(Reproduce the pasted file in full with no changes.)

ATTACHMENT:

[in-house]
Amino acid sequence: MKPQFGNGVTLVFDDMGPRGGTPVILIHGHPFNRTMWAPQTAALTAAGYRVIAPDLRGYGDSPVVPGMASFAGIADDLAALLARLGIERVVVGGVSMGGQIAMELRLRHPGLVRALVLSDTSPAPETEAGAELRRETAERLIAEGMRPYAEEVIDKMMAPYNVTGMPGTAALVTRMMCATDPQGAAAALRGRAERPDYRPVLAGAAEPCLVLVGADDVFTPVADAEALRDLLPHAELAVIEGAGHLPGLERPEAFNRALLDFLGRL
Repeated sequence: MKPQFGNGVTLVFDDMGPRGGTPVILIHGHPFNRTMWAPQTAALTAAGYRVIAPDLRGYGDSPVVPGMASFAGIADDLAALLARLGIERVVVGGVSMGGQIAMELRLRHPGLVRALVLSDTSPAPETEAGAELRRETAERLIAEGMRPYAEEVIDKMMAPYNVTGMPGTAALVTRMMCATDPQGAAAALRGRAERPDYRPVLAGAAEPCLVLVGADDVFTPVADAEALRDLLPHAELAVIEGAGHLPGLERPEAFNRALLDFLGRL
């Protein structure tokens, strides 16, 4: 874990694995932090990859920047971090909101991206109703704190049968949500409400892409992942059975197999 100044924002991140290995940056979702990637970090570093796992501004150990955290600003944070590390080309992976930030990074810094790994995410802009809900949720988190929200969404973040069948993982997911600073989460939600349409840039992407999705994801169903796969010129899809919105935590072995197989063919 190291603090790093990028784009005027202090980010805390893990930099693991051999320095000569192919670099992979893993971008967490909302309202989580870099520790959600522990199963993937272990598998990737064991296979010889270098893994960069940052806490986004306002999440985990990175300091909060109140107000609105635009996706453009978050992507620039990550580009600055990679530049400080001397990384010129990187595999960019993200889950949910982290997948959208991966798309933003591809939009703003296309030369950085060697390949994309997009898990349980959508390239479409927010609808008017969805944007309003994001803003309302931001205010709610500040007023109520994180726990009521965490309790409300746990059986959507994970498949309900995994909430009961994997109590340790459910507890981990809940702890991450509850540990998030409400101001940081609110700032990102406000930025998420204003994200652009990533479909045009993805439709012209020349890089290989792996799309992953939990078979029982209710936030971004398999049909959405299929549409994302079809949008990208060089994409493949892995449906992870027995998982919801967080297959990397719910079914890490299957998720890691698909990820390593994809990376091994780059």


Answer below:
[in-house]
Amino acid sequence: MKPQFGNGVTLVFDDMGPRGGTPVILIHGHPFNRTMWAPQTAALTAAGYRVIAPDLRGYGDSPVVPGMASFAGIADDLAALLARLGIERVVVGGVSMGGQIAMELRLRHPGLVRALVLSDTSPAPETEAGAELRRETAERLIAEGMRPYAEEVIDKMMAPYNVTGMPGTAALVTRMMCATDPQGAAAALRGRAERPDYRPVLAGAAEPCLVLVGADDVFTPVADAEALRDLLPHAELAVIEGAGHLPGLERPEAFNRALLDFLGRL
Repeated sequence: MKPQFGNGVTLVFDDMGPRGGTPVILIHGHPFNRTMWAPQTAALTAAGYRVIAPDLRGYGDSPVVPGMASFAGIADDLAALLARLGIERVVVGGVSMGGQIAMELRLRHPGLVRALVLSDTSPAPETEAGAELRRETAERLIAEGMRPYAEEVIDKMMAPYNVTGMPGTAALVTRMMCATDPQGAAAALRGRAERPDYRPVLAGAAEPCLVLVGADDVFTPVADAEALRDLLPHAELAVIEGAGHLPGLERPEAFNRALLDFLGRL
């Protein structure tokens, strides 16, 4: 874990694995932090990859920047971090909101991206109703704190049968949500409400892409992942059975197999 100044924002991140290995940056979702990637970090570093796992501004150990955290600003944070590390080309992976930030990074810094790994995410802009809900949720988190929200969404973040069948993982997911600073989460939600349409840039992407999705994801169903796969010129899809919105935590072995197989063919 190291603090790093990028784009005027202090980010805390893990930099693991051999320095000569192919670099992979893993971008967490909302309202989580870099520790959600522990199963993937272990598998990737064991296979010889270098893994960069940052806490986004306002999440985990990175300091909060109140107000609105635009996706453009978050992507620039990550580009600055990679530049400080001397990384010129990187595999960019993200889950949910982290997948959208991966798309933003591809939009703003296309030369950085060697390949994309997009898990349980959508390239479409927010609808008017969805944007309003994001803003309302931001205010709610500040007023109520994180726990009521965490309790409300746990059986959507994970498949309900995994909430009961994997109590340790459910507890981990809940702890991450509850540990998030409400101001940081609110700032990102406000930025998420204003994200652009990533479909045009993805439709012209020349890089290989792996799309992953939990078979029982209710936030971004398999049909959405299929549409994302079809949008990208060089994409493949892995449906992870027995998982919801967080297959990397719910079914890490299957998720890691698909990820390593994809990376091994780059």